Reviewer: Julie Lynn Hayes
Amanda (Sandra Oh) left Korea some sixteen years ago. She now lives quietly on a rural American farm, along with her daughter Chris (Fivel Stewart) who is sixteen and has no real knowledge of her heritage, not speaking any Korean either. Amanda is a beekeeper and makes a living selling her honey, which is in great demand, through a local shop owner, Danny (Dermot Mulroney). It’s an isolated life, made even more so because Amanda can’t be around electricity – it makes her sick.
The unexpected arrival of Amanda’s uncle changes everything. He brings word of her mother’s death… and has brought the deceased to Amanda in a suitcase. He chides Amanda for her lack of respect for her mother, and for the way she has raised her daughter in ignorance of her heritage. Amanda hides the suitcase away, determined to have nothing to do with it, and she lives to Chris that anything has happened. But then she begins to see her mother, who calls her by her birth name, Soo Hyun, and Amanda begins to worry that she is becoming her mother.
I read some criticism of this film as not being much of a horror story, but I disagree. You have to look at
it on more than one level, though, to gain a better understanding of what it’s about. There’s an element of horror, yes, but it’s also about family and heritage, as well as mothers and daughters, and growing up and letting go. I watch a lot of horror films, obviously, but I’ll admit straight out that I jumped a couple of times during this. Sam Raimi was a producer on this film, and he has a pretty good idea of horror movies, I think. I give this film 4.5 Stars.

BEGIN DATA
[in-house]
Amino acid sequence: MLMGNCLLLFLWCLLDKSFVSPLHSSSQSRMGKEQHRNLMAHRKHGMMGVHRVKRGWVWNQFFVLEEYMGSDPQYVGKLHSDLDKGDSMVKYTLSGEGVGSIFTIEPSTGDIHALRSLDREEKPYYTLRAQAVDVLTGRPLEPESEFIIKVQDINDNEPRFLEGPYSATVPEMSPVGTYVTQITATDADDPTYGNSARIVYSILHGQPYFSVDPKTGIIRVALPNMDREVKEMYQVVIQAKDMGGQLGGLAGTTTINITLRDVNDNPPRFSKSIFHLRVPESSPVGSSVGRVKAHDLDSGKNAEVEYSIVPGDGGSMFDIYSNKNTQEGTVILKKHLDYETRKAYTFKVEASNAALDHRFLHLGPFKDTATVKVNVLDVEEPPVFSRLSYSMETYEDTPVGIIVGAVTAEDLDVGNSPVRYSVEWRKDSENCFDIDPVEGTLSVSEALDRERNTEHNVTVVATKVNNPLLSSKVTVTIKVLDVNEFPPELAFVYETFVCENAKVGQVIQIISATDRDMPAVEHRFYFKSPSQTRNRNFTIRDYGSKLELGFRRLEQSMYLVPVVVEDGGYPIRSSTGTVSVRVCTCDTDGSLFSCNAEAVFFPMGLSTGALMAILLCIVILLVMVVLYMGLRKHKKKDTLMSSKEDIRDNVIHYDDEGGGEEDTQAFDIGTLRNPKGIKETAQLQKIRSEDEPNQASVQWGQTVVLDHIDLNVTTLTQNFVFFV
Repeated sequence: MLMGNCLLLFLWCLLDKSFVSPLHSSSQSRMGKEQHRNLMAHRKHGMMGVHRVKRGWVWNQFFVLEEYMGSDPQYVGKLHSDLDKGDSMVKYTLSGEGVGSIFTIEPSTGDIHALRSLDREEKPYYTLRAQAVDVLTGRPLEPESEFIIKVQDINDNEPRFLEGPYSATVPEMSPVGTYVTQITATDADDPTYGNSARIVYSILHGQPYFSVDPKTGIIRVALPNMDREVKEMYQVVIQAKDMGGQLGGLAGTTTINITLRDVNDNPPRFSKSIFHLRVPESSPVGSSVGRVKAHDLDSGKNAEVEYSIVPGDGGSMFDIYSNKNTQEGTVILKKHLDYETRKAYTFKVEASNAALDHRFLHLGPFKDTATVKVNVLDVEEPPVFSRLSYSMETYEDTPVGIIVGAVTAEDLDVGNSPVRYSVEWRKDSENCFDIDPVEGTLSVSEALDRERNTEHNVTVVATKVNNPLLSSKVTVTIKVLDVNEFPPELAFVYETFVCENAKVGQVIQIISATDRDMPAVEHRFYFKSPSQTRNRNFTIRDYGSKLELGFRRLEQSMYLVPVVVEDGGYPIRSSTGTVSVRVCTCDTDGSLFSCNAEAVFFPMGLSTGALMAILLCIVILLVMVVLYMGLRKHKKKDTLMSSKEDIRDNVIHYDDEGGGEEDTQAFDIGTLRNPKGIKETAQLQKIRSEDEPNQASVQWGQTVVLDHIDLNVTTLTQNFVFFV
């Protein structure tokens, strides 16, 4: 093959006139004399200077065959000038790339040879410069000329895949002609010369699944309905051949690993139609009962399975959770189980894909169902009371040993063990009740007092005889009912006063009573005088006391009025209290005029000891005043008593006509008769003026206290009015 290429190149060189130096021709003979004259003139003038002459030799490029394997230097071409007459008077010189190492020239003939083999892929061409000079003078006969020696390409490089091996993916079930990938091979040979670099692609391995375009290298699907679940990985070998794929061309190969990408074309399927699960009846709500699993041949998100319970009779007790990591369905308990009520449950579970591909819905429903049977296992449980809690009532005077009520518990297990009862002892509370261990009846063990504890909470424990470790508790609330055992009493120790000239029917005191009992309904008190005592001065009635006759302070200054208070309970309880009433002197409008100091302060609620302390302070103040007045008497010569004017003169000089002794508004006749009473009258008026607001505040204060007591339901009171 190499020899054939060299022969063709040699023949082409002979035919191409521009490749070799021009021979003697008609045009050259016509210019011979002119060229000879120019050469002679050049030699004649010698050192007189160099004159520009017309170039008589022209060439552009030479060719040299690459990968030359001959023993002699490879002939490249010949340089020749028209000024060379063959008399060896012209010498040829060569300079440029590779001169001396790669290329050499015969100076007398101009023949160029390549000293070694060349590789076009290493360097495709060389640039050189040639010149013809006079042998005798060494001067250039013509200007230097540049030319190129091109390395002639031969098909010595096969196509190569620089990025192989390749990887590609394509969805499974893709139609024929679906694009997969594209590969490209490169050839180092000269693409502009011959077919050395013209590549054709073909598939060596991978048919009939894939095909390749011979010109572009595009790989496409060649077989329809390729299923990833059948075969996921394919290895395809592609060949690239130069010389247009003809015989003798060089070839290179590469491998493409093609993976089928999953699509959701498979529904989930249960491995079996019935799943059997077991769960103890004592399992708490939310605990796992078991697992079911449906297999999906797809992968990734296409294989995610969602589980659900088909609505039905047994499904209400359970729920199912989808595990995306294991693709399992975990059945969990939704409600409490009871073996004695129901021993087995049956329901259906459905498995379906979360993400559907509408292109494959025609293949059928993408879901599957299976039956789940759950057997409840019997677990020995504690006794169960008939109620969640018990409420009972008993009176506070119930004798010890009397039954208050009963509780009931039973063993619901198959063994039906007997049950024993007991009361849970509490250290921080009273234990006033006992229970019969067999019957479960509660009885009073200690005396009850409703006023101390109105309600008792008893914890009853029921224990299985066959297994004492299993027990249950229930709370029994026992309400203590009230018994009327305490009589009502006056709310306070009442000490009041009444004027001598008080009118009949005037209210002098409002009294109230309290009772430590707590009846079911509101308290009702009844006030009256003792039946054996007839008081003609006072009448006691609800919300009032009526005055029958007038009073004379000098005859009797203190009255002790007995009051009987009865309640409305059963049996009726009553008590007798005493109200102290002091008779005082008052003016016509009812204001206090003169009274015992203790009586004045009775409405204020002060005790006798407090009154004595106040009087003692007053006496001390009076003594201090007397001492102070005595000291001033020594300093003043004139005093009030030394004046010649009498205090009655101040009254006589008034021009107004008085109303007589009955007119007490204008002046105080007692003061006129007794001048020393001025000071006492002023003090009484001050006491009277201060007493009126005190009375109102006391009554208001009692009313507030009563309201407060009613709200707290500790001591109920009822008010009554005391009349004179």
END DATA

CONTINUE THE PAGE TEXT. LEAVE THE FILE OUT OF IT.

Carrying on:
The Bunker Game
A group of LARPers roleplay an alternate history in an actual underground bunker, playing Nazis. When the game is unexpectedly interrupted, the guests leave and the staff are left to deal with the aftermath. Things begin to go horribly wrong, and they find themselves trapped in the bunker, along with what might possibly be a ghostly entity. One that seems intent on killing them off.
I’m not going into the plot in much depth because frankly I was lost most of the time, trying to sort out the characters they were playing from their own personalities. The drama really starts when the mastermind behind the game, Greg, disappears, after learning that a girl he’s involved with is pregnant. Really pregnant, unlike the fake pregnancies exhibited in the game as a form of eugenics. (Nazis, remember that). The staff is torn between concern for his safety and being convinced he’s pulling something over on them.
There seems to be a ghost involved, one that seems to share consciousnesses with one of the women, who ends up in the actual time when the bunker was occupied, as the ghost. Another aspect that is confusing is why a black man or a non-binary person would choose to role play as Nazis. I finished the film, but I had to read an explanation of what I just watched. Never a good sign. Still not sure what happened. I’ll give this film a shaky 2 Stars. Personally, I think you’re better off watching something else.